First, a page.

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Pre-Snap Movement: An Aid to Offenses; A Curse to Defenses

20 Sep

The thing we don’t see a lot of in youth football at the Senior-level is pre-snap movement which is too bad considering the advantages it creates for offenses.  Maybe coaches feel it’s too much for a 12-14 year old to remember but we disagree.  We think its two things: fun and lethal.

On offense, we want to create the illusion that we’re very complex when in fact we’re very simple. We work our magic by running a few plays from a variety of looks that we create through various pre-snap movements.

We believe that we will be difficult to defend and, at the same time, we won’t overload our offensive linemen or our Quarterback with too much to remember as the teaching remains the same each week.

For us the benefits of pre-snap movements are as follows:

1. Simplifies the defense – It causes defenses to make multiple checks prior to the snap which can force them to play mostly base defense. This helps our O-line.

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The Five Foundations of Coaching

20 Feb

By Steve Nichols
Mile High University

What we need in a coach are what I’ll call the “five foundations”.  Here they are, in no particular order:

  1. Technical proficiency
  2. Teaching
  3. Motivational
  4. Role Modeling
  5. Managerial

Technical Proficiency

What separates most football fans from coaching is the knowledge required to coach.  Not only must a coach “know” about the game in great detail, he must also have experience.

To this day, my favorite commentary on coaching experience comes from Coach Gruden.  Not long before Gruden’s Super Bowl victory over the Raiders (with the Bucs), Gruden granted an amazing interview where he discussed how a young guy like him could be an NFL head coach.  The most memorable part of the interview was when Gruden talked about all of the letters he receives from the hundreds of folks that want to come coach for him.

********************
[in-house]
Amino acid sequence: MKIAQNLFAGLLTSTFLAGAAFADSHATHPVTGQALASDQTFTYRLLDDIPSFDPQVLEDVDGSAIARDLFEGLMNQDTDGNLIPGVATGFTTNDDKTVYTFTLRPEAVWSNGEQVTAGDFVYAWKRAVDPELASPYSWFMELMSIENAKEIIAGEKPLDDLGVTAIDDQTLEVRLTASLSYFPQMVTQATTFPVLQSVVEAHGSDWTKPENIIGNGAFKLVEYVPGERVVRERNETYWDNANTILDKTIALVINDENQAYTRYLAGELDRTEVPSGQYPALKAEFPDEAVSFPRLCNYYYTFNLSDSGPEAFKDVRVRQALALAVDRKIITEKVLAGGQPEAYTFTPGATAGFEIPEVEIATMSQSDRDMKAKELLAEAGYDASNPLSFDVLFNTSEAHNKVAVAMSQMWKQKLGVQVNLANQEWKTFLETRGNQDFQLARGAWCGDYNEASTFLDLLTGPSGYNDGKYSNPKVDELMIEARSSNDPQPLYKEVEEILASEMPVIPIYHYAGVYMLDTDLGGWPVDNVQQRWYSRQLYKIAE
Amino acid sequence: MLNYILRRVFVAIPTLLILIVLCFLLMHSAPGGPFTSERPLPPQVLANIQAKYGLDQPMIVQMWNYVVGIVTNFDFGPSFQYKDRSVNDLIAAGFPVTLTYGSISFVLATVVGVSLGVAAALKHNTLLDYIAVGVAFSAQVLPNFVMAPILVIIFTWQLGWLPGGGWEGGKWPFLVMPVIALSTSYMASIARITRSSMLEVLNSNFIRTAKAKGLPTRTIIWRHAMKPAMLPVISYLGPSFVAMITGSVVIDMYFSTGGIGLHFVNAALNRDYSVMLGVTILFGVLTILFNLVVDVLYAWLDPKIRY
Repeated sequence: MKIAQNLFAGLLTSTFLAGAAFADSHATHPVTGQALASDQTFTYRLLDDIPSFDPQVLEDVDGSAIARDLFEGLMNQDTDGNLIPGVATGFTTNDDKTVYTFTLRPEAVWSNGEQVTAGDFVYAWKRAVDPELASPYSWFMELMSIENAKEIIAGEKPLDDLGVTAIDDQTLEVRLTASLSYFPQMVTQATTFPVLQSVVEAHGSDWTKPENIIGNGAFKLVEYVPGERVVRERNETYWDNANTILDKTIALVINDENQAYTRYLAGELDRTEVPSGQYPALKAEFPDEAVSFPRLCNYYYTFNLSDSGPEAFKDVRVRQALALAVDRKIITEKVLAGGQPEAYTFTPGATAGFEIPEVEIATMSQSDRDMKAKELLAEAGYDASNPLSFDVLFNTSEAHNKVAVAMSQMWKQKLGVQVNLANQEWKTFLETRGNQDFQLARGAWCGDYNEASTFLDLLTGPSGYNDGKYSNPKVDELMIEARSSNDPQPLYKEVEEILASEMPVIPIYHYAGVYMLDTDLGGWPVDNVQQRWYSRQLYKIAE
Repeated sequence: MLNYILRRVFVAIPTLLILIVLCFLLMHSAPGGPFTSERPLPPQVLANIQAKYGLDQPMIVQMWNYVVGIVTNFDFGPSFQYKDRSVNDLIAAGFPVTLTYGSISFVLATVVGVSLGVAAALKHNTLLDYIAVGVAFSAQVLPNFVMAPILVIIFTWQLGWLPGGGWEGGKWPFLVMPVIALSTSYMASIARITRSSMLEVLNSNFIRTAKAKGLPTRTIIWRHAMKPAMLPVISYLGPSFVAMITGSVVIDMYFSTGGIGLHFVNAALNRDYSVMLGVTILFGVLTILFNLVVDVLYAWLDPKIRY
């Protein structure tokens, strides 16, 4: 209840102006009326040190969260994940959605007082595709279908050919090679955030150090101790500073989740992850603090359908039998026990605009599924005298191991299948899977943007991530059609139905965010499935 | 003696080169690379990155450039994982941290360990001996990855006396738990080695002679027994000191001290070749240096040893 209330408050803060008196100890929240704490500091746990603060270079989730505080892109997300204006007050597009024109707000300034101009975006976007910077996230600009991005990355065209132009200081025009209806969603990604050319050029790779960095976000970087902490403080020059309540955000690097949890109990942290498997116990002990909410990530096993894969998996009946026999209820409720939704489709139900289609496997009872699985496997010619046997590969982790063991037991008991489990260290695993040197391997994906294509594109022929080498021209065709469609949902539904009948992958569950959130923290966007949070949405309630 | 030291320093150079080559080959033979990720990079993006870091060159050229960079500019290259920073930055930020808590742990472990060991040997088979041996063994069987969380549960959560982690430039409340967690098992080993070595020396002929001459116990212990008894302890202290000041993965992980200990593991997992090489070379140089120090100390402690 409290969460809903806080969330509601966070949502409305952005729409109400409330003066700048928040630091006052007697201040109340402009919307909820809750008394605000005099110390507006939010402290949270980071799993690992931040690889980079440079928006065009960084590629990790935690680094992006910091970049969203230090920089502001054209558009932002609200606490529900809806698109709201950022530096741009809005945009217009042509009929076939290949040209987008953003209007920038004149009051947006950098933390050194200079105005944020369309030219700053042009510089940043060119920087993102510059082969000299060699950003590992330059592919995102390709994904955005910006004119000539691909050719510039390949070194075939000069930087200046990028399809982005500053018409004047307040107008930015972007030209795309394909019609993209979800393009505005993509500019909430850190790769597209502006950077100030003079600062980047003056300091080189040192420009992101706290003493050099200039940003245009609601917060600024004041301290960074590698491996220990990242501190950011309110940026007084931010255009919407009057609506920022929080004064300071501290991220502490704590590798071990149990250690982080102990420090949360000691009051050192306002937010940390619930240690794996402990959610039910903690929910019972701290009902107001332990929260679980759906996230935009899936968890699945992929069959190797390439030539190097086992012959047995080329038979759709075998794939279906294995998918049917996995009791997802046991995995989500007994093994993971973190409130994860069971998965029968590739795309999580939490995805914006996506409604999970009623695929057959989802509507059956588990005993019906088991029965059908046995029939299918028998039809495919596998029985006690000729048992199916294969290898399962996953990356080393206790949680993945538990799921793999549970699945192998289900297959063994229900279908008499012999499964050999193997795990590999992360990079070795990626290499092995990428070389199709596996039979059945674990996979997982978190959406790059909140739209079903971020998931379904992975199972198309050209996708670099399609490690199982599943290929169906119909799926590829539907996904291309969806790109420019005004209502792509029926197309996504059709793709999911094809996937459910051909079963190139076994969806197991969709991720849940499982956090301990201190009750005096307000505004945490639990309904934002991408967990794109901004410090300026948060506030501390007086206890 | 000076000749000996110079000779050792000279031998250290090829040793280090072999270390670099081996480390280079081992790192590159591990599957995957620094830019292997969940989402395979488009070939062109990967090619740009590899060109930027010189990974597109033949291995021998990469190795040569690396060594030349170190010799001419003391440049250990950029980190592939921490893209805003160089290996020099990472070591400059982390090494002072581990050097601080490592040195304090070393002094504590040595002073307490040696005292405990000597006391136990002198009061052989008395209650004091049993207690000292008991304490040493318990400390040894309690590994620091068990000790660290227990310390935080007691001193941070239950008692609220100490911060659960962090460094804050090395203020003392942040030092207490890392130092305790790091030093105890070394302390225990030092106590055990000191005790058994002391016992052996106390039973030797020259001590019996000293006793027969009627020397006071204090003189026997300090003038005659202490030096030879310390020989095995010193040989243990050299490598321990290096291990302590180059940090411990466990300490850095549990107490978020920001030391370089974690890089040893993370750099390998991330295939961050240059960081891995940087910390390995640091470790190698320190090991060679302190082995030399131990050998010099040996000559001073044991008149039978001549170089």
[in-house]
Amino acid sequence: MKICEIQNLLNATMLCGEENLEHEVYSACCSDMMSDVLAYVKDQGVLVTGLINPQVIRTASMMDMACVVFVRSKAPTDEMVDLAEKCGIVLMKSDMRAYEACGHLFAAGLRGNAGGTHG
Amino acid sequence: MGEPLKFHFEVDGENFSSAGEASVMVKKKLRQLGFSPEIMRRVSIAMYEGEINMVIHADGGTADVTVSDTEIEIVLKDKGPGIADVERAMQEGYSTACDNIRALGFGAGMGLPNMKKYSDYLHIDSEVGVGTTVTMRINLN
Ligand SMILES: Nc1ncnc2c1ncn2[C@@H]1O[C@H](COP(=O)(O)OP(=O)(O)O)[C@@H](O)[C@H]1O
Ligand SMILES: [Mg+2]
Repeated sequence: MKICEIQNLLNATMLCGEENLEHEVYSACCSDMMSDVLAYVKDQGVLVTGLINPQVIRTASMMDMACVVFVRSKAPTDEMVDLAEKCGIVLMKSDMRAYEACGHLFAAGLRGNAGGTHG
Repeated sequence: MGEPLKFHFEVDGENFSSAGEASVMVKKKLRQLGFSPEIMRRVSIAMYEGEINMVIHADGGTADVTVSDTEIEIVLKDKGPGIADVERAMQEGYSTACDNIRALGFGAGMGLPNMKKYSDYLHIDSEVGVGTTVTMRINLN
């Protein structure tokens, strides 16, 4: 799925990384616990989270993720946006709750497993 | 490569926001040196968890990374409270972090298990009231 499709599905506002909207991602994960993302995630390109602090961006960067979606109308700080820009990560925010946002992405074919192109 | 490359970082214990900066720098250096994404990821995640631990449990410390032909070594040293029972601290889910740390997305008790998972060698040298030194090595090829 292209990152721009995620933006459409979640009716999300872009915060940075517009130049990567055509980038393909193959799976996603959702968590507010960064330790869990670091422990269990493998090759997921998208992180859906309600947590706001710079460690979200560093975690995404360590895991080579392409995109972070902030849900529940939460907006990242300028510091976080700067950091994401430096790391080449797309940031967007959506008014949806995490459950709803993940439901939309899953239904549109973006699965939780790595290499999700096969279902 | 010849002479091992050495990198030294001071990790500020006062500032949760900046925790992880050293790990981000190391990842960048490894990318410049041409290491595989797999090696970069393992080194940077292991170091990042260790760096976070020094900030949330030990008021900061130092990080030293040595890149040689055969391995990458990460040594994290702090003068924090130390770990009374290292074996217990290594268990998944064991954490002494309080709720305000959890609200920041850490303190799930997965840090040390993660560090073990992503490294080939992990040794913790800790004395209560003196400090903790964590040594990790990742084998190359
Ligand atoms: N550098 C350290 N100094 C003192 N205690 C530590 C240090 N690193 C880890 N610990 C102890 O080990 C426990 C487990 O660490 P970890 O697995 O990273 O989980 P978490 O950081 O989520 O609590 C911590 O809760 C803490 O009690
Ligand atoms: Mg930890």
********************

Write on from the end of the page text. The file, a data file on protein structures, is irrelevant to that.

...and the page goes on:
Gruden didn’t cover up his amusement at some of the letters.  Many of them were from people who had played a lot of Madden NFL games, and (because they were undefeated or had won gaming Super Bowls) felt that they were ready for the fame and glory of NFL level coaching.

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Common Coaching Errors and How to Avoid Them

9 Feb

Here is some food for thought from a guy who not only won a few games but developed the 5-2 defense.

Bud Wilkinson
Former HC, University of Oklahoma
Winner of 47 straight games and 3 National Championships

General Comments:

The best coach is the one who makes the fewest mistakes; the one who does the best teaching job; the one who is the best organizer.  Writing the X’s & O’s is not the most important thing.  There are 22 variables in a football game.  A coach must be a salesman to the extent that when his team loses, they don’t blame him or the offensive or defensive system, but rather themselves.

Errors in Teaching Methods:
1.)  FAILURE TO USE TIME EFFICIENTLY.  Failure to recognize the time factor available to get the job done.  Planning makes for valuable use of time.  Too long on any one thing produces boredom.  When boredom comes in, learning goes out.  Football players have a short attention span.  Hold to time schedule.

2.) FAILURE TO EXPLAIN THE PURPOSE OF THE DRILL.  Tell the player WHY he is doing what he is trying to accomplish and he will do a better job.  Explain WHY then show HOW.

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Coaching Philosophy: You Need One

26 Jan

By Curtis Peterson
Strong Football
November 29, 2010

I’ve talked to numerous coaches, and so many seem lost. I think the big problem with many coaches is they lack direction. They lack an ultimate purpose that drives all their teaching on the football field. Every coach, despite how silly and childish it sounds, needs a coaching philosophy.

Let’s be clear, I’m not talking about X’s and O’s, or what offense or defense you want to run when you’re in charge. Oh no. I may be only 23 years old, but I recognize the need for a coaching philosophy. When I get away from it, I find myself not satisfied with the teaching I’ve done with the players on the field.

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